Khoranashat Monastery

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XIII AD - Tavush Marz

WARNING!!! DO NOT VISIT KHORANASHAT MONASTERY until a peace treaty is signed over Karabakh. Nearby Azeri soldiers shoot at visitors despite the fact that it is on undisputed Armenian territory.

Khoranashat Monastery - general view
Map khoranashat Tavush.gif
The architectural ensembles of Makaravank Monastery and Khoranashat in the north of Armenia occupy small high-altitude areas of the forested slopes of the Bazum mountain ridge. At one time there used to be vast settlements around these complexes, which was of substantial importance for the growth of the monasteries. The monasteries were surrounded with mighty walls, their gates were decorated with columns. Numerous residential structures were situated on an enclosed territory. There were architectural pavilions housing mineral springs among them. Makaravank’s structures are built of dark-pink andesite and red tufa, with occasional greenish stones; Khoranashat is built of bluish basalt.

The main temples of the complexes have much in common. Almost equal in size, they belong to the same type of the domed hall. The diameters of the high domes are quite large, and the under-dome space predominates in the structures’ interior. The vertical orientation of the interior of both temples is emphasized by the pillars supporting the dome. Attached to the pillars are severe faceted pilasters and half-columns which form, at the top, semi-circular and pointed arches bearing the supporting girth of the domes. High niches, semi-circular in the plan, framed with graceful arcatures on twin half-columns, which decorate the bottom of the altar apses, harmoniously fit in with the pillars. In Khoranashat there stretches, above the arcature, a cornice cut with profiled triangular recesses which combine harmoniously with various many-foil crowns of the niches.

The walls of altar daises, decorated with geometrical ornaments, are of extraordinary interest. In Khoranashat these ornaments are composed of diamonds and hexahedrons forming a net-like interlacement. In Makaravank the profiled eight-pointed stars and octagons between them, arranged in two rows, are covered with varied and rich carving unique in the architecture of medieval Armenia. It features various floral motifs, making up unusual bouquets, all kinds of fishes and birds, as well as sphinxes and sirens. Of interest are a boatman looking ahead, and a man’s figure, placed inside an octagon up the left edge of the altar dais wall and inscribed "eritasard"— probably a self-portrait of the carver. All this is enclosed in a strongly profiled frame which draws the onlooker’s attention to the reliefs inside it.

The exterior decoration of the monuments is of no less interest. In Khoranashat the facade niches have scalloped crowns of various designs connected by braces which form, in the center of the facades, large crosses of unconventional shapes — a technique characteristic of the monuments of Haghpat Monastery, Hovhannavank Monastery, etc. The entrances are framed in rectangles, and the tympanums. just as the wall of the altar apse, are composed of vari-coloured plain and ornamented diamonds, four- and eight-pointed stars. The inner niche of the western portal is decorated with a band of an intricate geometrical ornament, and the northern portal as well as the spandrel of the inner pointed arch bear the representations of a dove and of an ox’s head with a ring in its mouth — a motif often occurring in the decoration of Armenian monuments, such as Geghard. The dome drum with primitive niches imitating an arcature is most original.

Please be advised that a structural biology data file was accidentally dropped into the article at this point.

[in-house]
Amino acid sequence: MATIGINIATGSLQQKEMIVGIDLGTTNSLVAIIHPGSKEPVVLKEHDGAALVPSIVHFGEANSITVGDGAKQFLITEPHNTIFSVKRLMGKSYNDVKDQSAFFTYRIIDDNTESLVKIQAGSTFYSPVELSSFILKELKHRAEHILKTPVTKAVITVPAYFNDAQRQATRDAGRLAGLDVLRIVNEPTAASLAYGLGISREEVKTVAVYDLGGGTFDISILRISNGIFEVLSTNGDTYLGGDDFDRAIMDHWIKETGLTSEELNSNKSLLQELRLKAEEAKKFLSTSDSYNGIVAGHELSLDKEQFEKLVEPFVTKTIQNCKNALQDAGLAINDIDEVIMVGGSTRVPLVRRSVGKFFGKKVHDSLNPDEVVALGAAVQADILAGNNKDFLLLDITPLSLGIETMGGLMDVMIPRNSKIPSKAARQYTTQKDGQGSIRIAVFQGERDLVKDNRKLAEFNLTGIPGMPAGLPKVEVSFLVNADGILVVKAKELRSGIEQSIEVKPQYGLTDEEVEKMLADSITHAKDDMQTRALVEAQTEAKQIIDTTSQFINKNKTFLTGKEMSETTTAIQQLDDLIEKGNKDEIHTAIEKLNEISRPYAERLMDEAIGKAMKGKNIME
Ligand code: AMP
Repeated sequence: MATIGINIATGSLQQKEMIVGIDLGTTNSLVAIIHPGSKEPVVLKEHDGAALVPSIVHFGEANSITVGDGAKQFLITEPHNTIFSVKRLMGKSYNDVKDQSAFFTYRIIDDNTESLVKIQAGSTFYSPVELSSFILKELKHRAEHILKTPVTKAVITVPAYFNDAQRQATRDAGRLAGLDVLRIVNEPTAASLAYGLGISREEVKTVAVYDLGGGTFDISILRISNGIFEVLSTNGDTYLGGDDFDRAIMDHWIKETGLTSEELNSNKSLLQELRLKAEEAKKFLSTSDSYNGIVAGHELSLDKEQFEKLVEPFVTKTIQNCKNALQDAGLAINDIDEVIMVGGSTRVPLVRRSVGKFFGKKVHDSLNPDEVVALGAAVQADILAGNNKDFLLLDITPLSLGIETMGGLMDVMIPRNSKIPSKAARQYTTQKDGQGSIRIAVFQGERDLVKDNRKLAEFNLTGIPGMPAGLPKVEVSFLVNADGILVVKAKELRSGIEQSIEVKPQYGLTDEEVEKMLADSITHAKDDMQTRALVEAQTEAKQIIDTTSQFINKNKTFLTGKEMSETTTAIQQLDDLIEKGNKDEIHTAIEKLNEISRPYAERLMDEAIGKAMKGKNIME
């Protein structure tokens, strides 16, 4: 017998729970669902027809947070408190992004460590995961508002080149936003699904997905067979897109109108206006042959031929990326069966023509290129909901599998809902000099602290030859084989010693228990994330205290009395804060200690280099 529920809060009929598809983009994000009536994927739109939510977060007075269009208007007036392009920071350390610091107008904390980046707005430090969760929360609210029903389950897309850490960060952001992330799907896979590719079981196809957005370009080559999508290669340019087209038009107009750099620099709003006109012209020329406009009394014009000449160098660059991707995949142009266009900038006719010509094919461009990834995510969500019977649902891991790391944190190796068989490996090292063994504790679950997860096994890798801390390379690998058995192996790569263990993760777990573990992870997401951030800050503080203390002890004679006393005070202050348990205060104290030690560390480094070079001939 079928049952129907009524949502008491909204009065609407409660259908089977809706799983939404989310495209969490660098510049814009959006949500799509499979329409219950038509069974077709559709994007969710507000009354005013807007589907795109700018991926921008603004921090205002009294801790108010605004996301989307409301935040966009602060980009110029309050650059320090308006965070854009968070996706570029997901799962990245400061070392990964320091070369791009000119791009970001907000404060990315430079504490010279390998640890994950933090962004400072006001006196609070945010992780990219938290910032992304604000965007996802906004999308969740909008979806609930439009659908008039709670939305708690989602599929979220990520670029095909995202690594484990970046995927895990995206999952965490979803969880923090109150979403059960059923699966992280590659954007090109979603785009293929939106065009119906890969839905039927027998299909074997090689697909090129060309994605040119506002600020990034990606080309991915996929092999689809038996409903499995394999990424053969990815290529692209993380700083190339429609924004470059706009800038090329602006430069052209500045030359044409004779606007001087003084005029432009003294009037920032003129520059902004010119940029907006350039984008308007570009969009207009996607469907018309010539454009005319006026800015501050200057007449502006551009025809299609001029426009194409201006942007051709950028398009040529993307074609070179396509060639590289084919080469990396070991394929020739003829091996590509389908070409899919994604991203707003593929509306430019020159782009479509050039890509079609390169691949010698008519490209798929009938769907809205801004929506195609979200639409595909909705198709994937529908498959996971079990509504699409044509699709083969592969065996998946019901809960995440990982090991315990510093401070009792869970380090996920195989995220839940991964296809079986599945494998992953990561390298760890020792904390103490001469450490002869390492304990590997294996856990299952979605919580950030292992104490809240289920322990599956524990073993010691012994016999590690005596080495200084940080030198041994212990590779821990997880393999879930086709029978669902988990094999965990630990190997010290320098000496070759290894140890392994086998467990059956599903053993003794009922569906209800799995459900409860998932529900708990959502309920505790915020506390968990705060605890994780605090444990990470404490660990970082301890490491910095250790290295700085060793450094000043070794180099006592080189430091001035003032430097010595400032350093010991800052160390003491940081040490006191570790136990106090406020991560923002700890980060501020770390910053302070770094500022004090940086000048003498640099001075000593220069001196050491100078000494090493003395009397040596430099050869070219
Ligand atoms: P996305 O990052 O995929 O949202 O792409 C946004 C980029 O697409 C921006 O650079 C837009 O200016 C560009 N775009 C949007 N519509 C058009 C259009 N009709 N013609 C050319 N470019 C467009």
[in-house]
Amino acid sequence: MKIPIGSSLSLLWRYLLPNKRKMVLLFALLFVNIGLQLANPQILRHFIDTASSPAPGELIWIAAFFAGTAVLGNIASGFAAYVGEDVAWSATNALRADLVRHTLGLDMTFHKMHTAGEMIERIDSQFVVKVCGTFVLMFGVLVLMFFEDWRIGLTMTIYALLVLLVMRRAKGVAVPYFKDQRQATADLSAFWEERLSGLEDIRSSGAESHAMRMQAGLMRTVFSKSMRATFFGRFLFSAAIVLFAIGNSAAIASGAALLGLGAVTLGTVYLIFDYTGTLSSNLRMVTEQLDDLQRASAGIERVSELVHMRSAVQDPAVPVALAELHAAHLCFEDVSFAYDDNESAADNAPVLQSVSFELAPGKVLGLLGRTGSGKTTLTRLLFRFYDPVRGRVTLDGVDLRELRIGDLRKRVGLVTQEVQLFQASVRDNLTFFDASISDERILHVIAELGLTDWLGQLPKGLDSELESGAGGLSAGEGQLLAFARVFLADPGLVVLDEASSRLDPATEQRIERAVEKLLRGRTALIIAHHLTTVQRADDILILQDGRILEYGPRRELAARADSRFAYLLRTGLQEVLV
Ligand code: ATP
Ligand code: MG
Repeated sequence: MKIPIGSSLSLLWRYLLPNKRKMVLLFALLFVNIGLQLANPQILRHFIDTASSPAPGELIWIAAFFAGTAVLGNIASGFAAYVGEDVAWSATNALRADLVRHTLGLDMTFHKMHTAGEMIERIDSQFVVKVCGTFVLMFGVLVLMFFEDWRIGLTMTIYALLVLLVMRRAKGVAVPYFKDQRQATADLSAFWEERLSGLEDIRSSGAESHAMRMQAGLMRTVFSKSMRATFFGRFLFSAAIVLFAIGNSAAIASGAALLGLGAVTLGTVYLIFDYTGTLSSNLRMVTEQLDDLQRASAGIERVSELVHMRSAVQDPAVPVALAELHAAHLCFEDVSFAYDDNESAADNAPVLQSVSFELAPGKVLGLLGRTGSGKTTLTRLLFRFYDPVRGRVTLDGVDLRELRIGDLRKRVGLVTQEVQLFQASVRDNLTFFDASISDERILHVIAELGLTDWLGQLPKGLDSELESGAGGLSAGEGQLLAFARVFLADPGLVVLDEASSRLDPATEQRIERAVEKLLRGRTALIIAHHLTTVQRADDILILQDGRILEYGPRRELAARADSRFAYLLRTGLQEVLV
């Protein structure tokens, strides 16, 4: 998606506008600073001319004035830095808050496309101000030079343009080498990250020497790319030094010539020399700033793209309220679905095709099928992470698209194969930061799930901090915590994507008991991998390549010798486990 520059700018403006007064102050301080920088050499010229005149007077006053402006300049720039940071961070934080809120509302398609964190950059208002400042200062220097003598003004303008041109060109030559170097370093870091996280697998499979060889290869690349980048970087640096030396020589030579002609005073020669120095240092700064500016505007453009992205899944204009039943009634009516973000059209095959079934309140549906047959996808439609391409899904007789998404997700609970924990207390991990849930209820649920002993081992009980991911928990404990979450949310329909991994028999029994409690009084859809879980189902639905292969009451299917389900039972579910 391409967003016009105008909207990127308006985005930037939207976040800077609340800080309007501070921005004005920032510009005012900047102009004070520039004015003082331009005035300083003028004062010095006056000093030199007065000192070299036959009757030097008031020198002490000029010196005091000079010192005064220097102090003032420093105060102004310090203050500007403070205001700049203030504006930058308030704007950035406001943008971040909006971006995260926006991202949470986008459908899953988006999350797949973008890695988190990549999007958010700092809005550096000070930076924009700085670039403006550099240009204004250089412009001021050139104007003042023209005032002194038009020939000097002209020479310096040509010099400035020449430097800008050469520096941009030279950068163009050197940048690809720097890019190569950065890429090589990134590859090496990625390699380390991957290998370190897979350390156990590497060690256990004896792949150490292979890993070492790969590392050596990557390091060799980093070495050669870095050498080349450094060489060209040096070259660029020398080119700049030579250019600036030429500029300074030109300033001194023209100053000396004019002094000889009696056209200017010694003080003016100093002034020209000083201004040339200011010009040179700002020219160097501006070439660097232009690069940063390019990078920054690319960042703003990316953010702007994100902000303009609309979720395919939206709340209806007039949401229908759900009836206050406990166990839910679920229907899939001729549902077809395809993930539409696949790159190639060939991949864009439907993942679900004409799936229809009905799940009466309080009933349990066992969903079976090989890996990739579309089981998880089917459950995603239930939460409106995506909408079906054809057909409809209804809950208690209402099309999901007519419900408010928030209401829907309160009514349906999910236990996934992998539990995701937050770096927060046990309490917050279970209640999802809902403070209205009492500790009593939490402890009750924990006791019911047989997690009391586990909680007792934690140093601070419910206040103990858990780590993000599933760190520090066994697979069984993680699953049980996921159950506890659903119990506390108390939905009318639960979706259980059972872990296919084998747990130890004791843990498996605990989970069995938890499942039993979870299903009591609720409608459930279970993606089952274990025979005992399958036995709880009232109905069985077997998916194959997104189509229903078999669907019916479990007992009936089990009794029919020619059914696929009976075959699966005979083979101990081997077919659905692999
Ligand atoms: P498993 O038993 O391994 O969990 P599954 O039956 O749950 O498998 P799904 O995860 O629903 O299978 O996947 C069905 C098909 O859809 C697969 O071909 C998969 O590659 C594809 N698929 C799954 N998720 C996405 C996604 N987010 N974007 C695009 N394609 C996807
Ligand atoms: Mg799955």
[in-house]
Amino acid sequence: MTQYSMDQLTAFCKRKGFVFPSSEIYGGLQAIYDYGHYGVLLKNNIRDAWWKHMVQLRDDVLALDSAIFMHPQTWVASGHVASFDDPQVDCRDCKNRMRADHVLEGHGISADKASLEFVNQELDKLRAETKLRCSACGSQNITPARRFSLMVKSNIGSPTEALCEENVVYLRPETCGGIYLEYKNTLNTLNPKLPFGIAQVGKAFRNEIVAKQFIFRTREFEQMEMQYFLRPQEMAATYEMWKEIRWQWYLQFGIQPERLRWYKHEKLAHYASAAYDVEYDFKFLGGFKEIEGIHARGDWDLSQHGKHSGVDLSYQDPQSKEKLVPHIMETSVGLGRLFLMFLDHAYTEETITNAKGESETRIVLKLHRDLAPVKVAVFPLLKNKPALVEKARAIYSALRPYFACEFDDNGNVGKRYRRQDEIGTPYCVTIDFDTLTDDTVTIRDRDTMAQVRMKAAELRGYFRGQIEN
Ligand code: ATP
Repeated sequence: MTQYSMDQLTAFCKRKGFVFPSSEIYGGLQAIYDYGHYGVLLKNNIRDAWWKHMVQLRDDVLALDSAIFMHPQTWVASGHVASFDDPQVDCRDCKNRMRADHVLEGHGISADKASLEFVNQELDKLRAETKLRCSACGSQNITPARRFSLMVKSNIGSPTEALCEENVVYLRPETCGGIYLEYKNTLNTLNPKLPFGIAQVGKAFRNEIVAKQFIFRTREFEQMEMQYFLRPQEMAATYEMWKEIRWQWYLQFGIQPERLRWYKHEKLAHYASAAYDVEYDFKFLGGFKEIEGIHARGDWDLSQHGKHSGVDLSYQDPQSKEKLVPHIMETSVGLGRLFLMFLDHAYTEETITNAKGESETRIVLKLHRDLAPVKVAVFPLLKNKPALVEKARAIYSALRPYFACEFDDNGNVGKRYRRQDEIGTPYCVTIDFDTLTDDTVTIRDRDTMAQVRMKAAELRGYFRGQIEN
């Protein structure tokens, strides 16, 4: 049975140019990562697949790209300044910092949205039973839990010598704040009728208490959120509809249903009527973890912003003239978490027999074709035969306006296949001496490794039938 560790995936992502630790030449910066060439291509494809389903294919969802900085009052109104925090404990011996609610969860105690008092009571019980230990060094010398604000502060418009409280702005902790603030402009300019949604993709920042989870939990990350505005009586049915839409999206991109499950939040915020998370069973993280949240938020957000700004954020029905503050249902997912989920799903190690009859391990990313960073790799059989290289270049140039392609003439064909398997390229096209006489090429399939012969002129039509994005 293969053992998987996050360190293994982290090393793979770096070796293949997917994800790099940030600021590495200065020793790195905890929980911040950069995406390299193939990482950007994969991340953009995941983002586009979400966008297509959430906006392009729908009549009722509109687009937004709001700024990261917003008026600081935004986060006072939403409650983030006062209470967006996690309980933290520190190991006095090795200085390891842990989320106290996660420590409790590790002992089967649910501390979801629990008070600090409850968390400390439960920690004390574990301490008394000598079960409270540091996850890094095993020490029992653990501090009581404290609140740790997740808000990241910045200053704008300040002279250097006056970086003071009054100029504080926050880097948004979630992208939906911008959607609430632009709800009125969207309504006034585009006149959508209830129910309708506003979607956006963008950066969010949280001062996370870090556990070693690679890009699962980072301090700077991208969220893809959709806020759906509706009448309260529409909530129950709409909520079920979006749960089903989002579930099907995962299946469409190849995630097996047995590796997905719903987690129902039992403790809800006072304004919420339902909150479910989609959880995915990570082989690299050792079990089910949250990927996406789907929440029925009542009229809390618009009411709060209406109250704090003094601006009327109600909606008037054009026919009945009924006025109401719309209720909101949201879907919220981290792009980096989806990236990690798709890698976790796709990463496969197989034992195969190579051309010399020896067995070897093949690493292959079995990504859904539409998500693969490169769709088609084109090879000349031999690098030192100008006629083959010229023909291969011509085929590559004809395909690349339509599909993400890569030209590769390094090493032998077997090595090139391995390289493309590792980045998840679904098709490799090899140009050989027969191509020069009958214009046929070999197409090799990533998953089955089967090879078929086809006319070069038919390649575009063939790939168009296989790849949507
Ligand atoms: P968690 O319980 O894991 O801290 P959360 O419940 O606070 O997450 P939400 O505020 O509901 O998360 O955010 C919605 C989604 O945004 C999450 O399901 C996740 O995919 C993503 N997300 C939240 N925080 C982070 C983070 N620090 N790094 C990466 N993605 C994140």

The arches are made as an ornamental band; the same band passes between the arches and the cornice. The arcature is harmoniously proportionate to the dome and to the overall volume of the church.

The small chapels built of ashlar stones have carved door platbands. Makaravank’s chapel has a vaulted ceiling, while Khoranashat chapel’s is dome-shaped with a high drum elongated from west to east with a steep conic roof.

The vestries of both complexes are four-columned. The vestry of Khoranashat, built in 1251, stands out for the design of the western wall of the interior which is unique in Armenian architecture. Like the altar apse of the temple, it has twelve arched niches, one of them being the entranceway. The arcature is topped with a profiled cornice which is shaped like a pointed arch over the entranceway above which, on a cantilever, there are the sculptures of lions sitting side by side. In accordance with the decoration of the western wall, the internal abutments which stand the closest to it are decorated more elaborately — their fusts are made as a bunch of six trunks. The ceilings of the perimetral sections are ordinary (vaulted), but on the keystones of the vaults of the southern and northern sections there appear huge carved figures of eagles with spread-out wings (these carvings are partly broken). The ceiling of the central section rests on three pairs of intersecting arches the like of which can be found in the vestries of Arzakan and Makaravank and inside the dome of the main temple of Khorakert Monastery. The transition from the arches to the lighting aperture consisted, judging by the bottom stones of the masonry which have survived, of three rows of horizontally placed slabs the butt ends of which were decorated with cinquefoils. The cinquefoils also appear in the arch frame of the western portal the doorway of which is flanked by the relief representations of a lion and an ox. The reliefs serve as cantilever ledges which support the tympanum and a part of its framing.



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